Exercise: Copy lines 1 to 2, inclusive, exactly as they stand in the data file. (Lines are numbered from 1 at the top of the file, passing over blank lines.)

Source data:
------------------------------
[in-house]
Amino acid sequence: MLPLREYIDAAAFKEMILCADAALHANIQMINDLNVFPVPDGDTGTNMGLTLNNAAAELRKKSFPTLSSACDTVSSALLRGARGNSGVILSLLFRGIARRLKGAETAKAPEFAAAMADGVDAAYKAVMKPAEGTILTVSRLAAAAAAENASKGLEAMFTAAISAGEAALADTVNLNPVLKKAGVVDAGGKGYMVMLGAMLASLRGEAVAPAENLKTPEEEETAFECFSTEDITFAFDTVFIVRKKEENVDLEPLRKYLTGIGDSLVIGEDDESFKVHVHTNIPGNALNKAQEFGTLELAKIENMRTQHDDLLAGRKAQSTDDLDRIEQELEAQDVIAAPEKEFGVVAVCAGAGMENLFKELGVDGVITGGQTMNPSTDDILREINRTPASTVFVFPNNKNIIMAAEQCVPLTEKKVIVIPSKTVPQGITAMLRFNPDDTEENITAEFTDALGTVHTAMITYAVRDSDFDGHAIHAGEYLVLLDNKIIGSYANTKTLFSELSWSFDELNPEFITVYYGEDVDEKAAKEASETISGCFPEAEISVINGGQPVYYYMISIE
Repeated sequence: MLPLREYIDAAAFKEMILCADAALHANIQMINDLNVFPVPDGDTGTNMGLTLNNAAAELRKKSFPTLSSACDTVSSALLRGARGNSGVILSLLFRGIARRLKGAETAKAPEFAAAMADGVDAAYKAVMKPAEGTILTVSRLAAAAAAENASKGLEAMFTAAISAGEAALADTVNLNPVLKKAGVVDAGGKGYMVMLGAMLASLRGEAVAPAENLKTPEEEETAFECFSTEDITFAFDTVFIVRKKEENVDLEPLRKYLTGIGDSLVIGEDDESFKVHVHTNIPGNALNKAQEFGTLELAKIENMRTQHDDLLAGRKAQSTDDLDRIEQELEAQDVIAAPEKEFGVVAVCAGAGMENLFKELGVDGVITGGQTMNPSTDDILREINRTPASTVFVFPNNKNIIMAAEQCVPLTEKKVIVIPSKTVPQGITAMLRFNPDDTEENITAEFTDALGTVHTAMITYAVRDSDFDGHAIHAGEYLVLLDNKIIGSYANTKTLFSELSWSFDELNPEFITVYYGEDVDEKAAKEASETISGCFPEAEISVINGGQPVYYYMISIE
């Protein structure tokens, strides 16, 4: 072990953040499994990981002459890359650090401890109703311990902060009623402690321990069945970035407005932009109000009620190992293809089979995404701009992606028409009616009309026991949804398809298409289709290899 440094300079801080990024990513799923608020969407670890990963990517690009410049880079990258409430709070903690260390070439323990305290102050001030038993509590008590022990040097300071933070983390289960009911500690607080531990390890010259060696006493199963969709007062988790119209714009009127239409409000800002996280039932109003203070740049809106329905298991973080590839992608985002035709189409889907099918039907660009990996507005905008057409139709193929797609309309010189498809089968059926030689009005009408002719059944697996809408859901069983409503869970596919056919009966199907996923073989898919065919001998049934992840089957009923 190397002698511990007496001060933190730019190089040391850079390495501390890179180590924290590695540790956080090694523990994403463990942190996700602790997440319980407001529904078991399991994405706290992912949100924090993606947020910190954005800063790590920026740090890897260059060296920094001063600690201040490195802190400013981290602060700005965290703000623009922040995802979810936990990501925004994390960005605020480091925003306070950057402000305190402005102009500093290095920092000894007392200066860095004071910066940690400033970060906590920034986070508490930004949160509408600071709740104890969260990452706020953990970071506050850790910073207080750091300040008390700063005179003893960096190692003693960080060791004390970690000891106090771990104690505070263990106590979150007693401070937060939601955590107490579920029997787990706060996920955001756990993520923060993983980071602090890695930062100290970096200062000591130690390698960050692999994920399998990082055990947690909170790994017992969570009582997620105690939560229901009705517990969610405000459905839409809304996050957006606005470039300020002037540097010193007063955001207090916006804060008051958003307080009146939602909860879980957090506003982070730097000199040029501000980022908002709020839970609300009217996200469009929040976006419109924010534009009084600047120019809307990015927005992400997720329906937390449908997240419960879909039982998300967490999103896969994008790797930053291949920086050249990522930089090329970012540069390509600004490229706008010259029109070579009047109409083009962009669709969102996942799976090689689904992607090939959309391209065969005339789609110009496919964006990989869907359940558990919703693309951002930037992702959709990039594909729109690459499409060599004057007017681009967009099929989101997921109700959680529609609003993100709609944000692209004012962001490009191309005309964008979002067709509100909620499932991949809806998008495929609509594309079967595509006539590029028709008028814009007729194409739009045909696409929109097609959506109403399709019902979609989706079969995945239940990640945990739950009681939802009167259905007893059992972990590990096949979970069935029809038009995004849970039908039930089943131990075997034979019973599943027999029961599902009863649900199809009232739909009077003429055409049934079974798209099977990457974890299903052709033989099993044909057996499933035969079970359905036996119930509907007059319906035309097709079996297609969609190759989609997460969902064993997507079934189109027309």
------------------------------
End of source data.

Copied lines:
[in-house]
Amino acid sequence: MLPLREYIDAAAFKEMILCADAALHANIQMINDLNVFPVPDGDTGTNMGLTLNNAAAELRKKSFPTLSSACDTVSSALLRGARGNSGVILSLLFRGIARRLKGAETAKAPEFAAAMADGVDAAYKAVMKPAEGTILTVSRLAAAAAAENASKGLEAMFTAAISAGEAALADTVNLNPVLKKAGVVDAGGKGYMVMLGAMLASLRGEAVAPAENLKTPEEEETAFECFSTEDITFAFDTVFIVRKKEENVDLEPLRKYLTGIGDSLVIGEDDESFKVHVHTNIPGNALNKAQEFGTLELAKIENMRTQHDDLLAGRKAQSTDDLDRIEQELEAQDVIAAPEKEFGVVAVCAGAGMENLFKELGVDGVITGGQTMNPSTDDILREINRTPASTVFVFPNNKNIIMAAEQCVPLTEKKVIVIPSKTVPQGITAMLRFNPDDTEENITAEFTDALGTVHTAMITYAVRDSDFDGHAIHAGEYLVLLDNKIIGSYANTKTLFSELSWSFDELNPEFITVYYGEDVDEKAAKEASETISGCFPEAEISVINGGQPVYYYMISIE